Processing your emotions about the diagnosis can seem overwhelming enough without understanding all the information that accompanies it.
The federal government-funded Autism Awareness Australia has an amazing online resource, Autism: What Next? to help guide the first steps of your autism journey. It was created by people with autism and their loved ones, for people with autism and their loved ones.
But let’s start at the beginning.
What is autism?
Autism: What Next? defines autism spectrum disorder as a development disorder that “affects the way people communicate and relate with the world”. It is key to note that, as the name implies, it covers a full spectrum of behaviours. And while some behaviours can make life a little more tricky to navigate, some are important skills and strengths.
How is it diagnosed?
There is no precise test to diagnose autism spectrum disorder. It is based on behaviours using the Diagnostic and Statistical Manual of Mental Disorders (DSM).
Some key diagnostic behaviours include little or no interest in other people’s interests or emotions or difficulty making friends or engaging in conversation. People diagnosed at Level 1 need some support, Level 2 need substantial support, and Level 3 need very substantial support.
While most ASD diagnoses are made in early childhood, some Level 1 ASD might not be diagnosed until a child starts school or even high school.
And sometimes it can go unrecognised into adulthood for many reasons – not least because, like every human being, no two people with autism are the same. Some people may have been misdiagnosed when younger, or their circumstances may have changed. When people live independently, focus on their behaviours may highlight additional needs.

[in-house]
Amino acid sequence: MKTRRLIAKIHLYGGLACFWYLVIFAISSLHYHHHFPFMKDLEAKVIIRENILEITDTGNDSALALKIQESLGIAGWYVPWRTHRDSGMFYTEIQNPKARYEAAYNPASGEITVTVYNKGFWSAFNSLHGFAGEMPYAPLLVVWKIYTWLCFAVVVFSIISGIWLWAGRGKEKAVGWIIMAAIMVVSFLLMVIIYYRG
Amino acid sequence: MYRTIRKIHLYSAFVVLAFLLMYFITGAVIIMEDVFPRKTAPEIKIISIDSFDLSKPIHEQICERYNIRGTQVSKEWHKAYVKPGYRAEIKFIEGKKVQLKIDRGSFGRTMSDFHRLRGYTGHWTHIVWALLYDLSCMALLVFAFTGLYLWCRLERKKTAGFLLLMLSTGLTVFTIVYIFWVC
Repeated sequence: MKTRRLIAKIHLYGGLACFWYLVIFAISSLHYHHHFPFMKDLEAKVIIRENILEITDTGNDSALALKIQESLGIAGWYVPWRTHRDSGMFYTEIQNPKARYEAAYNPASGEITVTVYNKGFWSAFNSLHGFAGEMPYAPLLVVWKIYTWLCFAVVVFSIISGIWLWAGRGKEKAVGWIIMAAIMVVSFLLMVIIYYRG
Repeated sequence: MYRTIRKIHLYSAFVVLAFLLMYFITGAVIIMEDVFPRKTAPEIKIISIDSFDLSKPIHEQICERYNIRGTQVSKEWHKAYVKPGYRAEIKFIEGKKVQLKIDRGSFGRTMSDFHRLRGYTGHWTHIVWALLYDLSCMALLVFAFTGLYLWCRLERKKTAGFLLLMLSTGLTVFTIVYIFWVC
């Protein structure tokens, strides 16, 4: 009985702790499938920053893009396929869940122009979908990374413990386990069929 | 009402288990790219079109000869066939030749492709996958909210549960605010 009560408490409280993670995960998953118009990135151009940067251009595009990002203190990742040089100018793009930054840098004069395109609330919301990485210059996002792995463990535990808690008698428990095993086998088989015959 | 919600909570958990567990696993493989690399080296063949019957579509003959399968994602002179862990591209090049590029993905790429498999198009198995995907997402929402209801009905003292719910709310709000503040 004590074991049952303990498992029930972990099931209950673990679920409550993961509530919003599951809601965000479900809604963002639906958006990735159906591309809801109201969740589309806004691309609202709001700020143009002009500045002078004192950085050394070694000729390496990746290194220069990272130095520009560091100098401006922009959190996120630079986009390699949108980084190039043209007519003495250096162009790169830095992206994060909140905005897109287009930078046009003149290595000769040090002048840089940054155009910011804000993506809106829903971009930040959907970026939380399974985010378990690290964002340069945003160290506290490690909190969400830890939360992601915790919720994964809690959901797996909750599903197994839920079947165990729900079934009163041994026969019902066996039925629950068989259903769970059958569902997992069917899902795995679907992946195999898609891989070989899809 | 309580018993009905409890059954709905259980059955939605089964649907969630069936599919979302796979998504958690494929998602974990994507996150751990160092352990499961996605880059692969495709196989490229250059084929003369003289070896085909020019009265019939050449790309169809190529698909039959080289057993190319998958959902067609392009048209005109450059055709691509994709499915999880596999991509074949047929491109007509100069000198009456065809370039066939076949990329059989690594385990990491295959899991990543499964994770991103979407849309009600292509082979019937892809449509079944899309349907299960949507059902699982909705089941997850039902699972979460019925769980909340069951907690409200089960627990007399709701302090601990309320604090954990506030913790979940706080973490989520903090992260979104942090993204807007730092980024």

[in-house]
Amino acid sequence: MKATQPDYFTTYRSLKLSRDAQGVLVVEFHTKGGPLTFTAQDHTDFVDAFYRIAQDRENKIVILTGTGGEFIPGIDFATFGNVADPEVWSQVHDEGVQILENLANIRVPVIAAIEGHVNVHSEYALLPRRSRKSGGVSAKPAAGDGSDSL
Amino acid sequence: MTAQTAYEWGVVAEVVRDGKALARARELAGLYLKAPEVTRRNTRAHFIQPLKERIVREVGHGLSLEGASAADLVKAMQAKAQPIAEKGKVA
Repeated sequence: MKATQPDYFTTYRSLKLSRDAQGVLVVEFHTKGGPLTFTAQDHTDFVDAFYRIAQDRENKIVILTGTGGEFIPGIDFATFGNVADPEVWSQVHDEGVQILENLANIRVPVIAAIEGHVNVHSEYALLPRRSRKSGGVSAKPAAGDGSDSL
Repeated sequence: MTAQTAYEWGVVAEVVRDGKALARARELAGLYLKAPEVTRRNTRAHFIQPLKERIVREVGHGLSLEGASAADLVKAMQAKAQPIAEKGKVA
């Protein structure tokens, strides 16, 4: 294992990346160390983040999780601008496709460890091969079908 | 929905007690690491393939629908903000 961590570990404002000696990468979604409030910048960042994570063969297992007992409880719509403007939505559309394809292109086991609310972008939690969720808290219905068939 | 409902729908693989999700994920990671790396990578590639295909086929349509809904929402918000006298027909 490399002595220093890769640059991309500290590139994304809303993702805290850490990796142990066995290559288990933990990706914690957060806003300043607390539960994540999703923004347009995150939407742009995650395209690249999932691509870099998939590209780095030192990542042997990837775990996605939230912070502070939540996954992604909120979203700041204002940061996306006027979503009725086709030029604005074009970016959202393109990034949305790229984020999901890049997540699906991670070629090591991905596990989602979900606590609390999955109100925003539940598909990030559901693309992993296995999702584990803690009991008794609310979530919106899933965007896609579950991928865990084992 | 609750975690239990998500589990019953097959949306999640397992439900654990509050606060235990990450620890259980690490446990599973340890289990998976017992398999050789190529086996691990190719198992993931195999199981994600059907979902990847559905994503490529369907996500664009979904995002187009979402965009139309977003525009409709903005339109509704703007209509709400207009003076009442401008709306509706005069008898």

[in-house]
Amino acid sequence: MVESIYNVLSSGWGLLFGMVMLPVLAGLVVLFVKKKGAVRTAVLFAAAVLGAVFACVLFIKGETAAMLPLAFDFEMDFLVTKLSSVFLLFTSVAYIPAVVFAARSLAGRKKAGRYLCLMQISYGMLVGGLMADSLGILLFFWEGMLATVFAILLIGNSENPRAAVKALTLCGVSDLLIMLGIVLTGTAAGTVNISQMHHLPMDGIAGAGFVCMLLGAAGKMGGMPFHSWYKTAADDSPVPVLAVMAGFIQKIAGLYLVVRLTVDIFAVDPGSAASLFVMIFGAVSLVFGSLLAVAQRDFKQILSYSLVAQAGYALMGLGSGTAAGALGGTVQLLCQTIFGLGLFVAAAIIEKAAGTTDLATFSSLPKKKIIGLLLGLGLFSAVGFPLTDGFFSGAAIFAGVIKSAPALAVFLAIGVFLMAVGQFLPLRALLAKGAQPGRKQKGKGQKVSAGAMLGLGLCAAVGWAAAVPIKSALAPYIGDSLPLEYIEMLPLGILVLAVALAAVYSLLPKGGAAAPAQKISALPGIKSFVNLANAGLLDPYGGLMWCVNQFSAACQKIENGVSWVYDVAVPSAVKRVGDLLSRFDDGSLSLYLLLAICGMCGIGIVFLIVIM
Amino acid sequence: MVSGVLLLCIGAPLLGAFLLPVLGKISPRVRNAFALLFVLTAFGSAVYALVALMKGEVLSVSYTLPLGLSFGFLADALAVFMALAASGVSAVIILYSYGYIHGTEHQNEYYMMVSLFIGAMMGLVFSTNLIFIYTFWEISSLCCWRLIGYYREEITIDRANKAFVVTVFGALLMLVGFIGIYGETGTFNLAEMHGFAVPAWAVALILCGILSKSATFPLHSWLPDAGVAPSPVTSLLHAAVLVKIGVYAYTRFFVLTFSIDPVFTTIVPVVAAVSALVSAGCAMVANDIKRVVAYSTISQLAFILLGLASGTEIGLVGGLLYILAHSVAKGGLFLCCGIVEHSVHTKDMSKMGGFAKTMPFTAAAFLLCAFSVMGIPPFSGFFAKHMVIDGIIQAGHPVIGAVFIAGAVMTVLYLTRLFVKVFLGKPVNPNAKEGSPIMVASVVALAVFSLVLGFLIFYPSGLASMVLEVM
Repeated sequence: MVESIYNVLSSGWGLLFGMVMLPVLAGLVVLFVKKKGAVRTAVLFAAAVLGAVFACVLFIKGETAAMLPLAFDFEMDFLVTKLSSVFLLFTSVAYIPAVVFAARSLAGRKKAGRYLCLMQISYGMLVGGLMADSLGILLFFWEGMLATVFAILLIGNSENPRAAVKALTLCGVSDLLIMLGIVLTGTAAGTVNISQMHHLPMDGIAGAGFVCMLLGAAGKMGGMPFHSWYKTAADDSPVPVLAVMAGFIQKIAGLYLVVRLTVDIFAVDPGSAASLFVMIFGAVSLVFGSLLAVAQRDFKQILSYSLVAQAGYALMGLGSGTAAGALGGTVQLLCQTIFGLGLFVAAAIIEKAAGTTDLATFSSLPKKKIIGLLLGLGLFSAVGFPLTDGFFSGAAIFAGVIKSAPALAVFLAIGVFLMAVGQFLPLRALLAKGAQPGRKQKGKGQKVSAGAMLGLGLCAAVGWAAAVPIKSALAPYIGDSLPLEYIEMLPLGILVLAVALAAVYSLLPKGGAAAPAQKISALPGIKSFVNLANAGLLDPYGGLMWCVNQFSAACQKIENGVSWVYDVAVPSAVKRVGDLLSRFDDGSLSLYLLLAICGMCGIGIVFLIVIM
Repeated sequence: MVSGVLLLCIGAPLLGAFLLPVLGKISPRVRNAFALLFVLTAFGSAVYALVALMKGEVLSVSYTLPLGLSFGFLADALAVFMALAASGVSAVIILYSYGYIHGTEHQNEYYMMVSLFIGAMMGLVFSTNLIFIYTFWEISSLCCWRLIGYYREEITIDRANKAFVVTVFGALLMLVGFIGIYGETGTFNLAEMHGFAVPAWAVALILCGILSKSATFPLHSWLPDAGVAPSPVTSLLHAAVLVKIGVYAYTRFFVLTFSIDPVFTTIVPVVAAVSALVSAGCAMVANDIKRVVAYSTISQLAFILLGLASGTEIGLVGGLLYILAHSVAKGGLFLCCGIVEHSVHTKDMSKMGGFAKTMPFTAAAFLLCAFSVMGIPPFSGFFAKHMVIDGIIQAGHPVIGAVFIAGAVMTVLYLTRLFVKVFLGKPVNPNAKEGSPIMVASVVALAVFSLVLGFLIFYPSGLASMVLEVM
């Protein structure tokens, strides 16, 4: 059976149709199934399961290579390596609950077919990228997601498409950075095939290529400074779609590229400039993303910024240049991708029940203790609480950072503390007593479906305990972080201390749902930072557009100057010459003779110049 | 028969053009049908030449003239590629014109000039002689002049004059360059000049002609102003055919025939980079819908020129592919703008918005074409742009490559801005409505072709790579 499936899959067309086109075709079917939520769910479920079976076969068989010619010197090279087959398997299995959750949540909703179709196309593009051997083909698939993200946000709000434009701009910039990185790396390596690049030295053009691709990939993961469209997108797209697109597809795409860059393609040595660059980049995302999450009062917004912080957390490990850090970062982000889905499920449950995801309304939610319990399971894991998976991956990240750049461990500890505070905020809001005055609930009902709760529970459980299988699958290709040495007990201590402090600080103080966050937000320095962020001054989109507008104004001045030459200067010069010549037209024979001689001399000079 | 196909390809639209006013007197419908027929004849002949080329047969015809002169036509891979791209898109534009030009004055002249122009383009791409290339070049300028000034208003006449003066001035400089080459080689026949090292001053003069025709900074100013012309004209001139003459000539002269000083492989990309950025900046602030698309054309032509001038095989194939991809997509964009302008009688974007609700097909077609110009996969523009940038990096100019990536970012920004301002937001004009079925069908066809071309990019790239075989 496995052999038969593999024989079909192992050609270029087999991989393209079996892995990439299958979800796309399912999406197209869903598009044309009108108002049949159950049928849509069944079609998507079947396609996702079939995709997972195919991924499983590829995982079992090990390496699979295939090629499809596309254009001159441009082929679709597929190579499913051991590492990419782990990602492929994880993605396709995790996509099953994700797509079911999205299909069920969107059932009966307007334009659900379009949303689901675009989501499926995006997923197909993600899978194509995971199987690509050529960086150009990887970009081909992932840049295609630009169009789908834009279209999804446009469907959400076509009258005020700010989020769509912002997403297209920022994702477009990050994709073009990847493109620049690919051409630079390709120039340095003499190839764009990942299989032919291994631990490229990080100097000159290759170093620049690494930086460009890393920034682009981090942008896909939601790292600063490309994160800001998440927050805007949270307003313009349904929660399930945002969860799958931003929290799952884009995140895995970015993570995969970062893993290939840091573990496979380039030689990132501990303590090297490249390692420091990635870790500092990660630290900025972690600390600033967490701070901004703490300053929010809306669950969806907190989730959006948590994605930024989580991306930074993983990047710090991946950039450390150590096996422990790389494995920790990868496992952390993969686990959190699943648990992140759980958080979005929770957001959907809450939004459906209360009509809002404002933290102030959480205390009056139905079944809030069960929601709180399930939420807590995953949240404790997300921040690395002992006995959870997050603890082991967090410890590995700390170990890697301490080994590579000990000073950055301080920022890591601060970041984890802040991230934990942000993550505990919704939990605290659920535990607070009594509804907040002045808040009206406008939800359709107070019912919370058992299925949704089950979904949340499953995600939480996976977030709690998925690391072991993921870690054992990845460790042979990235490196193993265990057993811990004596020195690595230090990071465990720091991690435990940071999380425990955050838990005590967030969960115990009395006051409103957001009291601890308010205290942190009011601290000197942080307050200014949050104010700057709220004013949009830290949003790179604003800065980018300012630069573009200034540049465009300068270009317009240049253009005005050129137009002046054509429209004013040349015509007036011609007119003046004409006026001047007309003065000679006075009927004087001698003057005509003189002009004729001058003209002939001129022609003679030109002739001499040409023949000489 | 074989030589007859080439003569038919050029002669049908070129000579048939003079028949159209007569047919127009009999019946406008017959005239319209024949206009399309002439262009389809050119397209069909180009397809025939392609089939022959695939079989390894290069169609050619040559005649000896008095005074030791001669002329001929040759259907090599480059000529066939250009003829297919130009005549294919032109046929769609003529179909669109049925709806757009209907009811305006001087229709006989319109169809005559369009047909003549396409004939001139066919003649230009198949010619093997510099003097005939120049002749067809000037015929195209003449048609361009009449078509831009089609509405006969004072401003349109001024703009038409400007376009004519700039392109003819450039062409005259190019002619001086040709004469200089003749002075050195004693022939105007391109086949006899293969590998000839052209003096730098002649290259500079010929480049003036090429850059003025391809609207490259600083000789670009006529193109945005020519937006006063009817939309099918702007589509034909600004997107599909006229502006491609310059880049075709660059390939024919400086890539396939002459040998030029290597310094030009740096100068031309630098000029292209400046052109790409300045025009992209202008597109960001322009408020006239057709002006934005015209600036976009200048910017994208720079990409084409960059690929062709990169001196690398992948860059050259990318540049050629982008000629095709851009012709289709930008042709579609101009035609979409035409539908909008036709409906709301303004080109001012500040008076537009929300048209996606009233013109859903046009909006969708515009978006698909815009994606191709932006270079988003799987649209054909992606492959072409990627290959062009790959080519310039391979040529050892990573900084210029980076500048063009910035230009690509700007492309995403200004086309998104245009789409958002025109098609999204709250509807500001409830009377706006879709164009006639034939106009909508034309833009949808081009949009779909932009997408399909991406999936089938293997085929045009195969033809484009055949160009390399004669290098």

Whatever the case, there are supports available for people with autism, and their loved ones, for each stage of the autism journey. Autism: What Next? has a wide range of information and is well worth a read.
At LiveBig, we deliver flexible, tailored supports that meet our clients’ individual needs under their NDIS plan. We have a wide range of services, including psychology, occupational therapy, exercise physiology, speech pathology, behaviour support, counselling, physiotherapy, and finding and keeping a job.
What about employment?
While being diagnosed with ASD might affect how you approach a job, and what you need to work successfully in that job, there are supports to help you find a workplace that suits you.
Also, many of the strengths and skills associated with ASD are highly sought after by employers. At AimBig Employment, our focus is on achieving the best outcomes for all clients. We support people with disability to secure, maintain and thrive in meaningful work and have the connections and the experience to match the right people with the right opportunities.